Thursday, April 1, 2010
The world's first blogger
Montaigne is a name which evokes France in the troubled 16th Century; a lone writer in a castle tower putting his thoughts about everyday life on paper , a count who had taken early retiral from life in public service. I had bought an Everyman’s edition of The Complete Works a year or so ago but only dipped into its 1,340 pages. I am now more encouraged since starting to read Sarah Bakewell’s How to Live – a life of Montaigne in one question and 20 attempts at an answer. It’s a superb edition by Chatto and Windus – with superb black and white engravings, paper, layout and typeface (sadly it doesn’t say which). It’s a long time since I’ve seen such a beautifully produced book. It’s also beautifully written – and all for 10 euros from Amazon.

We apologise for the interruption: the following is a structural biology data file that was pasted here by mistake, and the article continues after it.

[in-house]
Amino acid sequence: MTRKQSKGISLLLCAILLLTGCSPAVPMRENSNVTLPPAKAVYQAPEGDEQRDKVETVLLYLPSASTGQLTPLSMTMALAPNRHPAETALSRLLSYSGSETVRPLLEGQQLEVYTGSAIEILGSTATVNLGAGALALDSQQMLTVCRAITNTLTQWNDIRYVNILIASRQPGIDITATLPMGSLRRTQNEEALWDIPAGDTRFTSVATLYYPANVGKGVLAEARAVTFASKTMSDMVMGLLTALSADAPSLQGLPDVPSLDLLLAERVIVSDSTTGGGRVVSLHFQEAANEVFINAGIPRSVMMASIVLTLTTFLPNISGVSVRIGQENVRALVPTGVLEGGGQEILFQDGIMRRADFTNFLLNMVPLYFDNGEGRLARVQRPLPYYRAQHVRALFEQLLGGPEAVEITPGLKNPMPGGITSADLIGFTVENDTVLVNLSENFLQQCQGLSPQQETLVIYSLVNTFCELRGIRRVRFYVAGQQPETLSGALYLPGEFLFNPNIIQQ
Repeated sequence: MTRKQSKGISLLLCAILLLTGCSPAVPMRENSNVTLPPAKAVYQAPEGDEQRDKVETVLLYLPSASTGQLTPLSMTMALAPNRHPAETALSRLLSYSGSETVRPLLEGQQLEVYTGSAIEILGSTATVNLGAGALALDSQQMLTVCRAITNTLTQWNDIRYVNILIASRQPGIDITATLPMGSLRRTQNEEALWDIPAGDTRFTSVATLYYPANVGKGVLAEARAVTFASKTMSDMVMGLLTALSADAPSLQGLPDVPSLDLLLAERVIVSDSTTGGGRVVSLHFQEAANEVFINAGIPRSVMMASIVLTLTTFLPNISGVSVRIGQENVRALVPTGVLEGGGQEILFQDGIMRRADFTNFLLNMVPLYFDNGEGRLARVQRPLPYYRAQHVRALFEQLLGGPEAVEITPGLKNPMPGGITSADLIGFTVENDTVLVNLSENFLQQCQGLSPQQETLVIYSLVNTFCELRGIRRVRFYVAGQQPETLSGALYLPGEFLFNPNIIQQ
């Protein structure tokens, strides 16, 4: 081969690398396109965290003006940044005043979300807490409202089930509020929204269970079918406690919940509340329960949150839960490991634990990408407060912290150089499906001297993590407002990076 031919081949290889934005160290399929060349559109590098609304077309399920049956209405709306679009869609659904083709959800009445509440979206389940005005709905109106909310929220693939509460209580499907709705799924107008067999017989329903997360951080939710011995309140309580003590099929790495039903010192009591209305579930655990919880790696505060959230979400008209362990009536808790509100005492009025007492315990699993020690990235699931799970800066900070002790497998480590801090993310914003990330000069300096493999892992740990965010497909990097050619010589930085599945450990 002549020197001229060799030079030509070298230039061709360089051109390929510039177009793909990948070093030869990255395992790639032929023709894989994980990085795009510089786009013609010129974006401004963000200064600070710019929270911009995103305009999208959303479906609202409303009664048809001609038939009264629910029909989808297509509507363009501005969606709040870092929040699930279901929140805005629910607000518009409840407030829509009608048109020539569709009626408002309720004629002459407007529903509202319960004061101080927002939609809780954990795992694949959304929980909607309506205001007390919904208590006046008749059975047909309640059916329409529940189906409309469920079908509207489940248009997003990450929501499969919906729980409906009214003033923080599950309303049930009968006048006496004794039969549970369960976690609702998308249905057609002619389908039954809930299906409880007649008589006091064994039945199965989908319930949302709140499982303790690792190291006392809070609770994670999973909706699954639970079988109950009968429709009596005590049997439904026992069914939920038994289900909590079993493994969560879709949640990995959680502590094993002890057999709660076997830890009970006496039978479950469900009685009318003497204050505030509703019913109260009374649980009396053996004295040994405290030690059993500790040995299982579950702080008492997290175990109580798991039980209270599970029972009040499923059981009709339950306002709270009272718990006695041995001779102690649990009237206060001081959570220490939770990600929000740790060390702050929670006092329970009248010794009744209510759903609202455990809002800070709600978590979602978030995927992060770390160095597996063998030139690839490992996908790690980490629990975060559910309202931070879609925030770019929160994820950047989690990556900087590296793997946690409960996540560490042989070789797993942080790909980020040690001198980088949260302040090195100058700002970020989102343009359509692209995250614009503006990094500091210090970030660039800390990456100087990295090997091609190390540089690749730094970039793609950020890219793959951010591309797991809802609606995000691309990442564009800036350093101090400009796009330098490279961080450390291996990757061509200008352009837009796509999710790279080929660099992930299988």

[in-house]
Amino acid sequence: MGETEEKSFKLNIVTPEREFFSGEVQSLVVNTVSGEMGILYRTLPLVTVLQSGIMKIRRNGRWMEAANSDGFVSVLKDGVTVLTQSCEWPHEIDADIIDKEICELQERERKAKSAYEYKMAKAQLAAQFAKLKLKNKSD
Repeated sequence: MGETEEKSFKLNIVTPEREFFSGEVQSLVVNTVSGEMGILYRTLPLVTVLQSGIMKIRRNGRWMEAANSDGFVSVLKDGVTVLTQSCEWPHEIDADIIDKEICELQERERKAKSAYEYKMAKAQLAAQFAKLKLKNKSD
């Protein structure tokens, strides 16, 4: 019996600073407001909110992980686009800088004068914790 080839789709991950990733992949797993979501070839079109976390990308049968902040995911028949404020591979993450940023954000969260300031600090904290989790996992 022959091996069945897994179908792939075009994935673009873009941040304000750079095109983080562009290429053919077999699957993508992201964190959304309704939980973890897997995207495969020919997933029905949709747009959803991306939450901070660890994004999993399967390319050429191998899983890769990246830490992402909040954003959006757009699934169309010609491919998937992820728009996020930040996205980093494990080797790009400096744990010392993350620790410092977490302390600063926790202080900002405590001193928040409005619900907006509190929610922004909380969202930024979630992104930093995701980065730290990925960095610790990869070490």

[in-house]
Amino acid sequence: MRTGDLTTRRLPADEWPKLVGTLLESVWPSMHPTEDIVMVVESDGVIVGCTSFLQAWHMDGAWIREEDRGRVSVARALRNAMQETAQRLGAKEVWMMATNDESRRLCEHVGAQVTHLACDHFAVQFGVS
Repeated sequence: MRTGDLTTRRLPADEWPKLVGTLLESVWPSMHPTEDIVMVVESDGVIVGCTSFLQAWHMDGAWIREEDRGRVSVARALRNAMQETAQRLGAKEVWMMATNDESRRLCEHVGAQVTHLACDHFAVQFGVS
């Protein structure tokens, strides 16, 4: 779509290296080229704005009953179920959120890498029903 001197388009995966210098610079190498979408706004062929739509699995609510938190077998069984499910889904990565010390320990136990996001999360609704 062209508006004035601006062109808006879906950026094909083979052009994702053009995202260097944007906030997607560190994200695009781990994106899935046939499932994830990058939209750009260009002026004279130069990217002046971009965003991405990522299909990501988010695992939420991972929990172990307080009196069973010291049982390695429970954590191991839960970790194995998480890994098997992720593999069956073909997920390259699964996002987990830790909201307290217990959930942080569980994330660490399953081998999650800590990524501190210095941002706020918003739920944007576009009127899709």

I knew that he had retired young from a political life in Bordeaux in troubled times in France to look after his estate and muse about life in what became an exemplar for the memoir – and that he was inventing the template which people like Proust (and Pamuk in modern times) have made their own. But I hadn’t realised that he retired at age 37! So I feel better at this first attempt at musing in retirement at 67!
Now The Guardian has its obvious April Fool story – although the picture and first para did fool me! You must have a look at it!
This spell in the mountains helped me rediscover my energy so quickly that I had an interesting marketing idea – a retreat for shell-shocked mercenaries of technical assistance – not so much to help send them back into battle as to help redefine the enemy and nature of battle needed!
The experience has helped me reconnect with the critique I wrote 3-4 years ago – which was a mite too ambitious. It’s the paper on my website’s “key papers” – entitled critique of development assistance.
And let me direct you to another excellent piece in Scottish Review – one on how those who blow whistles are treated